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This question already has an answer here:

Which is correct: "Our team of engineers is standing by" or "Our team of engineers are standing by"?

marked as duplicate by tchrist, DJClayworth, choster, Chenmunka, Mari-Lou A Sep 23 '15 at 9:29

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    I think there is already a question about words like team being plural or singular. It depends from the language you are using: American English and British English consider them differently. – kiamlaluno Sep 22 '15 at 16:49
  • @kiamlaluno: I don't think it has anything to do with AmE or BrE. (Unlike company names, Parliament/Congress, etc.) See this Ngram. – Peter Shor Sep 22 '15 at 18:08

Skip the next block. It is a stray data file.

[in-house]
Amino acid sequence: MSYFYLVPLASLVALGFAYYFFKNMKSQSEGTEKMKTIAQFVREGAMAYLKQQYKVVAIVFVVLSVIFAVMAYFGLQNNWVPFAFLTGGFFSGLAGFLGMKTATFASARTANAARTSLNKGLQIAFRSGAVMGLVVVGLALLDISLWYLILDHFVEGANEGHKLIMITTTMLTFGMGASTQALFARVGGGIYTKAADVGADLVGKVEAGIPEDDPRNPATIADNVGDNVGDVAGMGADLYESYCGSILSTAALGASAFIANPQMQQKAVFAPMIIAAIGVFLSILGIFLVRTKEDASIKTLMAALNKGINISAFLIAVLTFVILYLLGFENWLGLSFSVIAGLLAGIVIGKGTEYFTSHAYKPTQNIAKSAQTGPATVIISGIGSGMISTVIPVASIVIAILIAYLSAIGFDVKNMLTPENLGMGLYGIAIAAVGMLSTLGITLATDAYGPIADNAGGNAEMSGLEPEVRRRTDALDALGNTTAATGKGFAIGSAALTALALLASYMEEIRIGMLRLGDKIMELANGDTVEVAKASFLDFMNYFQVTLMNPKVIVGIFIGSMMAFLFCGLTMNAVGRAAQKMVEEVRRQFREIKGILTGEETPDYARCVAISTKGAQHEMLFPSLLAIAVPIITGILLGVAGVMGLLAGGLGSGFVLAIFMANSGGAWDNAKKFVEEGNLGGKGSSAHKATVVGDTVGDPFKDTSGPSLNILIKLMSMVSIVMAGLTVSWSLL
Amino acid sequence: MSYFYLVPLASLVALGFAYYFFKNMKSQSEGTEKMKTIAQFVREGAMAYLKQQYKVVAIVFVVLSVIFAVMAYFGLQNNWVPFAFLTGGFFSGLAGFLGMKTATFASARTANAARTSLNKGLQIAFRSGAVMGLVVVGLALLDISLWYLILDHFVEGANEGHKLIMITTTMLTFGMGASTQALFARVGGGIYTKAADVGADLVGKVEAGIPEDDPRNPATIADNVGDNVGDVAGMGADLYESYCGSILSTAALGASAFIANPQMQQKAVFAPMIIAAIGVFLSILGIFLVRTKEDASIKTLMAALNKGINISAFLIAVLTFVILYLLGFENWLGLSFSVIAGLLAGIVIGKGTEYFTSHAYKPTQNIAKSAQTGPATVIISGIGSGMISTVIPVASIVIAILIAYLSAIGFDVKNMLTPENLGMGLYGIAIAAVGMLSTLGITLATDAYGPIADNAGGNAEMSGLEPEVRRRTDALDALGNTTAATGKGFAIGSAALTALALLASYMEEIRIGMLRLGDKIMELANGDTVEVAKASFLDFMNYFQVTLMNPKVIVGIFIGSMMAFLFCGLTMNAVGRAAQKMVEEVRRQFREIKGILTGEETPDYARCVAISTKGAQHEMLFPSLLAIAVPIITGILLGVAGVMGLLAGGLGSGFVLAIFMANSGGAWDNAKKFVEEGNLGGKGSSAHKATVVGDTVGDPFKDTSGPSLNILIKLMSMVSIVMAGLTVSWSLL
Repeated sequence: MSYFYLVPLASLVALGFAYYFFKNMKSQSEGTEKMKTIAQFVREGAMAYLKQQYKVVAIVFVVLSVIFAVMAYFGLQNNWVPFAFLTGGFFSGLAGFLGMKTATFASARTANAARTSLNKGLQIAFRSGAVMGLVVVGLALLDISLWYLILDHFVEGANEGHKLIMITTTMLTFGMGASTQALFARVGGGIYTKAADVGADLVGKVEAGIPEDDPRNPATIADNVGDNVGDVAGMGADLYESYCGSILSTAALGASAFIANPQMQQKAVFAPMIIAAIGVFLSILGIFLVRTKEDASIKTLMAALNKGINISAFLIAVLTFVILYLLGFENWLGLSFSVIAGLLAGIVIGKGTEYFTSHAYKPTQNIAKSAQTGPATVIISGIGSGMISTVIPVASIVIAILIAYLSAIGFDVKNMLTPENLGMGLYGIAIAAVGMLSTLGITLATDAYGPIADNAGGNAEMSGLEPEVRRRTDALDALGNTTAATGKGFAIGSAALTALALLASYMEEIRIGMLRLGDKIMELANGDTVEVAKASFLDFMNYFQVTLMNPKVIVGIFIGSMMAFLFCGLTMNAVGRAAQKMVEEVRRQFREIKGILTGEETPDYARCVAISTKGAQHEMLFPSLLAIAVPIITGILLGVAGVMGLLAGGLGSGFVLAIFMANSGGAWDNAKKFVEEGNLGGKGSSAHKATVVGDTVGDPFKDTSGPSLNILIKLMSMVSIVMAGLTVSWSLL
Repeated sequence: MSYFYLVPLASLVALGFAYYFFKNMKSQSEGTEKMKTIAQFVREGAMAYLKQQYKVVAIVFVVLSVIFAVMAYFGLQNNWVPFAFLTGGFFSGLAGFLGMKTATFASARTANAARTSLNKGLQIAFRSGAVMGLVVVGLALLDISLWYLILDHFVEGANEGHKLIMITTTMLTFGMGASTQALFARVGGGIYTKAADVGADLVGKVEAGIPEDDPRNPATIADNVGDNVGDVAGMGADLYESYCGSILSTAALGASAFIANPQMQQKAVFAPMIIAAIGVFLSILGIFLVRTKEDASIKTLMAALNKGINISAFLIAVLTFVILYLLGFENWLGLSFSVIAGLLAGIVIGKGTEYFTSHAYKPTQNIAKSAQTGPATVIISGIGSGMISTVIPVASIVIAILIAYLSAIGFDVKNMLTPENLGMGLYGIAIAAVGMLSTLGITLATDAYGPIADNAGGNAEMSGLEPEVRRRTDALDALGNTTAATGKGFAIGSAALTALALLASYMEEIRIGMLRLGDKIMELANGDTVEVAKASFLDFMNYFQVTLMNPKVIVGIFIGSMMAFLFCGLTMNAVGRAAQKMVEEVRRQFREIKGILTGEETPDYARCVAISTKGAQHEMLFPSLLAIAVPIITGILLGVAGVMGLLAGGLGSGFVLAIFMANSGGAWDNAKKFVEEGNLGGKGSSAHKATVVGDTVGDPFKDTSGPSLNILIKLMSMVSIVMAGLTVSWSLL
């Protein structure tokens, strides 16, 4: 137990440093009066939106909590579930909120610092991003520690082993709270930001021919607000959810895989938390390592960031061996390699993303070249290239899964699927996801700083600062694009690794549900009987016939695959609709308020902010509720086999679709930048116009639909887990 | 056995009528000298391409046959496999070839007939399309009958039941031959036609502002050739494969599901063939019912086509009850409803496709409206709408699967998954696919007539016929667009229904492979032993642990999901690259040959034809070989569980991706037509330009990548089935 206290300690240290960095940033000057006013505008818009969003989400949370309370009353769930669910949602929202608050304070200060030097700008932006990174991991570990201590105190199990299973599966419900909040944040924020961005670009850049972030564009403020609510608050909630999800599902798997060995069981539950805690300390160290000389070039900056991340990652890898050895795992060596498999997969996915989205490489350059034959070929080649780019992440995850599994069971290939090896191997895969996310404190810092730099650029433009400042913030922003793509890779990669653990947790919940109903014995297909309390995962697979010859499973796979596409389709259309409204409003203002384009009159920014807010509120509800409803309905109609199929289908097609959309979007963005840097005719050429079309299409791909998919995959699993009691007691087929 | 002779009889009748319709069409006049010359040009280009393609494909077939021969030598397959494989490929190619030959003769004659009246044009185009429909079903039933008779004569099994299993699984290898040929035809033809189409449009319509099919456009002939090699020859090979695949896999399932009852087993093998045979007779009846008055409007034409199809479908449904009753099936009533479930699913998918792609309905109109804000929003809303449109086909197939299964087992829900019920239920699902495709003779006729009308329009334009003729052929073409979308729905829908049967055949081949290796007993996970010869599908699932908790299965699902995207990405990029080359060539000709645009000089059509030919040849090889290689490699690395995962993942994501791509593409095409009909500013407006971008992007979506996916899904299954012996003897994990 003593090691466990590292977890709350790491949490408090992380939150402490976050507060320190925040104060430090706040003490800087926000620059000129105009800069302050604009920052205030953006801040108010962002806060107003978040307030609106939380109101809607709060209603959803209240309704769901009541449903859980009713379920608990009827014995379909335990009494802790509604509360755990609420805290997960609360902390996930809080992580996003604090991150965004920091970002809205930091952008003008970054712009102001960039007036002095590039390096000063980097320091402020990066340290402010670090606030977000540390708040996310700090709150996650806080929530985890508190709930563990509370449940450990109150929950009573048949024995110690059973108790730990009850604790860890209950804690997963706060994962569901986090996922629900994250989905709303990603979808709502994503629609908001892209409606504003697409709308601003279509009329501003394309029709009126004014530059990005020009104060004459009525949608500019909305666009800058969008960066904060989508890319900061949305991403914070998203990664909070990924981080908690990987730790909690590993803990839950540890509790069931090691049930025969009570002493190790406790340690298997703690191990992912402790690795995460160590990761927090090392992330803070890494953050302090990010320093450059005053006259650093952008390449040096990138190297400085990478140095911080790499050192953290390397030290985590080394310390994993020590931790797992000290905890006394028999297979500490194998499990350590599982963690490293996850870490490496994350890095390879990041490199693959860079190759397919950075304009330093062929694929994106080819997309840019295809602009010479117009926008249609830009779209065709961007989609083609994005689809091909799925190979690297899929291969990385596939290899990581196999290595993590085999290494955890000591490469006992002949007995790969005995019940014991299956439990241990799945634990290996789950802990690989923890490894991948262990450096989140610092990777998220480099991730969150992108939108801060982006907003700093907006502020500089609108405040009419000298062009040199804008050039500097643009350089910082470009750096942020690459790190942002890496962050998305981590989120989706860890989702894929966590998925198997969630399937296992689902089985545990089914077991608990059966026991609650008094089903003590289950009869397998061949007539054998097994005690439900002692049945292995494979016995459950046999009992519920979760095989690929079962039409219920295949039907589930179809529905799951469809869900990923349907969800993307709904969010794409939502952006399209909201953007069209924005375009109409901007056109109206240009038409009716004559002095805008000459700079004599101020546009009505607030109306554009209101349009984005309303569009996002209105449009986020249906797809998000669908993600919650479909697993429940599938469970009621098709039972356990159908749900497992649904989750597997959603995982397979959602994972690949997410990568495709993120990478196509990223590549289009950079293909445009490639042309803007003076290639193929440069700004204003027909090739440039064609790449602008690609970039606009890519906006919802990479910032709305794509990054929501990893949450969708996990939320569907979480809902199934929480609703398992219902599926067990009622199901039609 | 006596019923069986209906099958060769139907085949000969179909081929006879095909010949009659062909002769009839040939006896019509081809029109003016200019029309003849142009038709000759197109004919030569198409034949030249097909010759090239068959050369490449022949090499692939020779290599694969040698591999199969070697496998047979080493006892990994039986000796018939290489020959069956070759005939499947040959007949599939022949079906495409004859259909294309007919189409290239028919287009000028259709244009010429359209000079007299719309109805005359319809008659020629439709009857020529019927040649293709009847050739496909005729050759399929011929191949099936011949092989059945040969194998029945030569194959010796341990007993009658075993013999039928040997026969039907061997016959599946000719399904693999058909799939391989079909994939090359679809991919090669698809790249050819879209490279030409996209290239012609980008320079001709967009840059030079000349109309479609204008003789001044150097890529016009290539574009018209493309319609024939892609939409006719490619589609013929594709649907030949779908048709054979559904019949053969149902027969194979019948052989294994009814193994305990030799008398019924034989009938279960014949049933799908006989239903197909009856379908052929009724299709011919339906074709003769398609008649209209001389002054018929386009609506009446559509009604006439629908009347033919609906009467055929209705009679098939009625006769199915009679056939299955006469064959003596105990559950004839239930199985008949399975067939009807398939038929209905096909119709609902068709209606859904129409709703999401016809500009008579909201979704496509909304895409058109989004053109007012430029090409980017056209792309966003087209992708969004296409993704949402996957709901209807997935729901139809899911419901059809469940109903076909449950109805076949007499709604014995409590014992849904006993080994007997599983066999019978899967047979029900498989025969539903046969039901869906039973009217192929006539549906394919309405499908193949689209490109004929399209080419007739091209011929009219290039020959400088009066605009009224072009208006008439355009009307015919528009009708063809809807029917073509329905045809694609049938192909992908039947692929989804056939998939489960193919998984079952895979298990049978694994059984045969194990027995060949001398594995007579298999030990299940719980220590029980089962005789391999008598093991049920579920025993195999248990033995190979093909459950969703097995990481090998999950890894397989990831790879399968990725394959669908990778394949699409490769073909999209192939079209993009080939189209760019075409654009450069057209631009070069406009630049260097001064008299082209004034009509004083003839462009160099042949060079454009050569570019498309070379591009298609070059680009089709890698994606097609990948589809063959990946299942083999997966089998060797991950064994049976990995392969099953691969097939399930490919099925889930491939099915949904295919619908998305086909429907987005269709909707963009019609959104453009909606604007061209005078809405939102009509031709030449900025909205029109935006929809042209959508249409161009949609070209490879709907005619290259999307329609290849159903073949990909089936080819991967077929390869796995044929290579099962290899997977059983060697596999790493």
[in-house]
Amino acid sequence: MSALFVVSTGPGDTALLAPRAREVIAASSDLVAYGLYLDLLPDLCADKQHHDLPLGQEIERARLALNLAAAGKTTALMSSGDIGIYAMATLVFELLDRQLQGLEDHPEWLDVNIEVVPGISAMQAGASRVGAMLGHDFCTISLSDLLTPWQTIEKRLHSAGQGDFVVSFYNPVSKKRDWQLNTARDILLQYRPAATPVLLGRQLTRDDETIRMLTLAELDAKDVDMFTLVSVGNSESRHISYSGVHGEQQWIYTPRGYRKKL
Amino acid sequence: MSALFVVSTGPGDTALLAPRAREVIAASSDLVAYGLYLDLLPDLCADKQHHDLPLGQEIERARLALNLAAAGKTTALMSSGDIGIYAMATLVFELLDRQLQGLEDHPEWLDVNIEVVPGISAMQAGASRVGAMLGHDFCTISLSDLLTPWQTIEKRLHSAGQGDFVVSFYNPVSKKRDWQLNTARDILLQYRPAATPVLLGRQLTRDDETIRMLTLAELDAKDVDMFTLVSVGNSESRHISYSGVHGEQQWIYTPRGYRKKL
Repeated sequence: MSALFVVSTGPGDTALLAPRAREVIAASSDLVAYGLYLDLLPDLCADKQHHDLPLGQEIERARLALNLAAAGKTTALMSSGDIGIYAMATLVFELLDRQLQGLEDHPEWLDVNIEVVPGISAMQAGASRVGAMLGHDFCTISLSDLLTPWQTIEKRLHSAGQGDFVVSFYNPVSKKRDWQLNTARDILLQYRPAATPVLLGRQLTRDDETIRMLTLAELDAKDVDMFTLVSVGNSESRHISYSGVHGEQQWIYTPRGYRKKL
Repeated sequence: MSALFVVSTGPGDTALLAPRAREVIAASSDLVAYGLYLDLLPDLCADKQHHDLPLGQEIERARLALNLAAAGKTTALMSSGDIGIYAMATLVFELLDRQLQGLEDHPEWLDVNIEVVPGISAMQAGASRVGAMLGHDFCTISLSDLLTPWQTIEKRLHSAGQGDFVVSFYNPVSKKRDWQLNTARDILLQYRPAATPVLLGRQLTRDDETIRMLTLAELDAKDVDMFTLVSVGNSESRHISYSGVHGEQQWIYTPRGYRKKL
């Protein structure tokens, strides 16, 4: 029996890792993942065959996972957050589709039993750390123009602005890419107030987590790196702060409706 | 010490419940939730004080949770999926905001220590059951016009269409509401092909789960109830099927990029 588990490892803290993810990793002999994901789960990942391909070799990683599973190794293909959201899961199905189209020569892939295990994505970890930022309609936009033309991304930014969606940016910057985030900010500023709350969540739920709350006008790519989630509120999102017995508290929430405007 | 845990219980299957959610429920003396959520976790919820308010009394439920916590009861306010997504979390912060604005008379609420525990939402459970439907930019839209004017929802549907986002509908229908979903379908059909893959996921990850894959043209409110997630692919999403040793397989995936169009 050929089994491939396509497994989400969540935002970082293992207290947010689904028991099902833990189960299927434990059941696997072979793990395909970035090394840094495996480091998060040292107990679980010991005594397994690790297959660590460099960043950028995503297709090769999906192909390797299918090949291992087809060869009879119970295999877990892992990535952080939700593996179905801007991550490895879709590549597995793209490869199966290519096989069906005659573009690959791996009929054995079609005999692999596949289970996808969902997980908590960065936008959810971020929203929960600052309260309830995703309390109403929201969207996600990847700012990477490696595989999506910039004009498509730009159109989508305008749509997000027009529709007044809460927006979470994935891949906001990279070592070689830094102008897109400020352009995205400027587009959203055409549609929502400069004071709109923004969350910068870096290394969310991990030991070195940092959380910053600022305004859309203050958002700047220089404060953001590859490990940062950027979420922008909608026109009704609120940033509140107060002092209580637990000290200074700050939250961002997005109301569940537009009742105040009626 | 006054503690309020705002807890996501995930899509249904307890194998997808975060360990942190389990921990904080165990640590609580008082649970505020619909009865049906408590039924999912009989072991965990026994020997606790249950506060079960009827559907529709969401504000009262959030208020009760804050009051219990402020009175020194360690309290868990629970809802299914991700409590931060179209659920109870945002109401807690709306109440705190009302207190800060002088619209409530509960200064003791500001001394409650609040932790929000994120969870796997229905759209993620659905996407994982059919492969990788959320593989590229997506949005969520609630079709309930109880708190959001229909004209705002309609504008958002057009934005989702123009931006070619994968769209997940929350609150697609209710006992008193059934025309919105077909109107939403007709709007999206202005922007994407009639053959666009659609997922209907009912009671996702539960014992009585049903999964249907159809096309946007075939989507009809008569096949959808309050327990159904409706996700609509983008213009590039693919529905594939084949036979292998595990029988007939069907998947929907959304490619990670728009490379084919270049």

• @PeterShor I was trying to give a summary of what I recall said in that other question. – kiamlaluno Sep 22 '15 at 18:42
  • @kiamlaluno: I think team of ... is one of a class of expressions which can be plural both in British English and American English. – Peter Shor Sep 22 '15 at 19:25
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The answer depends on whether your regional English considers "team" a plural noun or a singular noun.

The subject of the sentence is "team", and "of engineers" is just a descriptive addition. So the verb should be the one appropriate for the subject "team": is if you consider it singular, and are if you consider it plural.

In American English, it is (generally) correct to say "Our team of engineers is standing by," since "team" is usually singular.

In British or other types of English, it might be are, if "team" is used as a plural.

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Is, since the word team is singular.

  • The team are not ready yet. – tchrist Sep 22 '15 at 16:56

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